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'03 Cadillac CTS
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Discussion Starter #21
Time to disable the ABS system ( if that's possible ) and run the car normally for a few days and see if the problem persists.
It's a good idea in theory but in practice it's not going to work. Whether you 'unplug' the ABS unit or not the fluid is still going through it. So the only way it could be truly removed from the equation would be to make new lines and bypass the pump.

Unfortunately, the brake system is not designed to work that way. For one thing, there is no proportioning valve and for another - I really doubt the car would function at all, and if it did, you'd be introducing so many issues that it would probably not be able to be driven.

For myself, I've done my due diligence (and then some) and at some point a person has to weigh out what their time is worth and also if we're getting into a case of 'paralysis by analysis'.

We know it's not the master, we know it's not the calipers or hoses - that leaves exactly what? The only thing left is the pressure modulator. Given that the issue is intermittent and that's it related to pressure I'd have to say that the smart money is on the ABS pressure modulator :)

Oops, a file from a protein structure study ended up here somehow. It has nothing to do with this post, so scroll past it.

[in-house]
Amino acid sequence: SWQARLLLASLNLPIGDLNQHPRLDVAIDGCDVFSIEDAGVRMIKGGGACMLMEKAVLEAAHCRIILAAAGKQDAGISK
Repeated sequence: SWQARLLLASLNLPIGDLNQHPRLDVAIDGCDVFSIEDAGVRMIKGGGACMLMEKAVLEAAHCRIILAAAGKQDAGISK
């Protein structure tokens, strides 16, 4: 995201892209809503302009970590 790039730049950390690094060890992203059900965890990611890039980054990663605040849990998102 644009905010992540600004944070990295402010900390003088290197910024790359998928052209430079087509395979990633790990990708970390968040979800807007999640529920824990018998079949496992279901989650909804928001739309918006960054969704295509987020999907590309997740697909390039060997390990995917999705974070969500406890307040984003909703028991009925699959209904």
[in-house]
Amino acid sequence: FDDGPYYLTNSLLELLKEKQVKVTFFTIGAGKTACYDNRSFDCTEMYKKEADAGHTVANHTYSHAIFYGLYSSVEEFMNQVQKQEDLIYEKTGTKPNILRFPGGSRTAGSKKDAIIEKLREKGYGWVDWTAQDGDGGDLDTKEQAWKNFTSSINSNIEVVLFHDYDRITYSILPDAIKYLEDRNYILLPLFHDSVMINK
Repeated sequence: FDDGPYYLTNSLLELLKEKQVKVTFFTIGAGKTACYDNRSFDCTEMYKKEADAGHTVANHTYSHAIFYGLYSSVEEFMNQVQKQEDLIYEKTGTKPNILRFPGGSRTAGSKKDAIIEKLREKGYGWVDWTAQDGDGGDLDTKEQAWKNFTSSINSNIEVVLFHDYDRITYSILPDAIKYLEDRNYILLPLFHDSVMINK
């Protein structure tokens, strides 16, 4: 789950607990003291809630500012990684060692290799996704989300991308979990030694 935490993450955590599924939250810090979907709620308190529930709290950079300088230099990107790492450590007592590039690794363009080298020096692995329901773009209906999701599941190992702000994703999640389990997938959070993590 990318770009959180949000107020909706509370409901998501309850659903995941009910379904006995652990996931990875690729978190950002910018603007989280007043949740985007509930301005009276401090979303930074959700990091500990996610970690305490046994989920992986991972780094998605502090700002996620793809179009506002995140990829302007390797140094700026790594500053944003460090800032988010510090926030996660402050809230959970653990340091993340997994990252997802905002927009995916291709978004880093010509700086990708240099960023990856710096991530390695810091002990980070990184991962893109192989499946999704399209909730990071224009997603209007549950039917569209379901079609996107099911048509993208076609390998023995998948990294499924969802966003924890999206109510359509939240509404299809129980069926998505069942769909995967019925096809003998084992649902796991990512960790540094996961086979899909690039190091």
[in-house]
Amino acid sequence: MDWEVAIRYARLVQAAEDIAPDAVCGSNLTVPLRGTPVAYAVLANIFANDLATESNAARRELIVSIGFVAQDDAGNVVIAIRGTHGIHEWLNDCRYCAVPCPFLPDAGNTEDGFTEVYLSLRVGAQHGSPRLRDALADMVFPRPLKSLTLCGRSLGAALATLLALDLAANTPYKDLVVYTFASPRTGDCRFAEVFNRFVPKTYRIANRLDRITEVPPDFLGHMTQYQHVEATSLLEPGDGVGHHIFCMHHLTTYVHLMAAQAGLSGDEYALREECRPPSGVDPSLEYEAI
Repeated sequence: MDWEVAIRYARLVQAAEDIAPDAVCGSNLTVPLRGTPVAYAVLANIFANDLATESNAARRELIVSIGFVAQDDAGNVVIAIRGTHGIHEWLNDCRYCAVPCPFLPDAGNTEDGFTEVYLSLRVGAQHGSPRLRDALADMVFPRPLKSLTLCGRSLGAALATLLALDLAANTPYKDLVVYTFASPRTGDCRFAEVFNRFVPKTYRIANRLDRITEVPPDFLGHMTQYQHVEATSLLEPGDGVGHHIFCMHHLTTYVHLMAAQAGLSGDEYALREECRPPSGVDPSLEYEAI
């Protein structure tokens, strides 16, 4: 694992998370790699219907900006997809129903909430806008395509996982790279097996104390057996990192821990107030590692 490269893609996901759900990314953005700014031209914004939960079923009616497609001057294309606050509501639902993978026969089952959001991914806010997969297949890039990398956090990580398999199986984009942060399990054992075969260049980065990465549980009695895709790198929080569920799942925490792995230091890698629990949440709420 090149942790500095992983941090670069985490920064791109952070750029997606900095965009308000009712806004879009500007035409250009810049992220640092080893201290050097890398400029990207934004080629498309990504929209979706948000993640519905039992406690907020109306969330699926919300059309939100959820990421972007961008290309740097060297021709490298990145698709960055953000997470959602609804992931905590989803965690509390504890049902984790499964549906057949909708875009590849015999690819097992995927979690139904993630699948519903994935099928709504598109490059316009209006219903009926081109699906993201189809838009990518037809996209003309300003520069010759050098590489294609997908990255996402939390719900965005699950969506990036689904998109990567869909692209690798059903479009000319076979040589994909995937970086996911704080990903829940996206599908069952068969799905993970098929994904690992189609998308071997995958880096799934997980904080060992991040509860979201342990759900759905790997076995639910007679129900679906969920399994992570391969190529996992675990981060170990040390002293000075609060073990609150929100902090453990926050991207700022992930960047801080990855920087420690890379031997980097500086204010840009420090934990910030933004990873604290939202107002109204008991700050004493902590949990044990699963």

Hopefully the next one I order will survive the trip! :bonkers:
 

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well, there is one other possibility in the system, but it's rather unlikely, and it will quite possibly be changed together with the ABS unit anyway: the fluid.
 

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Discussion Starter #23
well, there is one other possibility in the system, but it's rather unlikely, and it will quite possibly be changed together with the ABS unit anyway: the fluid.
Agreed. It's unlikely but when I change the ABS pump I will flush the entire system. I tended to not factor in fluid too much in the equation - it's a fairly low mileage cream puff and I'm the only person that's touched the brakes on it (to date). I did check it to see what it looked like and it was quite clear and clean.

Hopefully the new ABS pump will arrive safe & sound without any shipping damage :bouncy:
 

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Cadillac CTS 2003, Pontiac Trans Am S.E. 1977
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When I think about the ABS, Traction Control System on this car, it reminds me of the GM commercial where Onstar sends a signal to the stolen truck and the engine stalls, then the brakes activate. I have had instances where TC has kicked on for unknown reasons and activated the ABS system to the point that all four wheels felt like they were at 70% braking power. Not only that, it cut my throttle connection and I could not accelerate, so I just sat there for 3-4 seconds until TC turned off and I could get out of the way; this happened in one of those situations where you wish you had 500HP so you could hurry up and get out of dodge.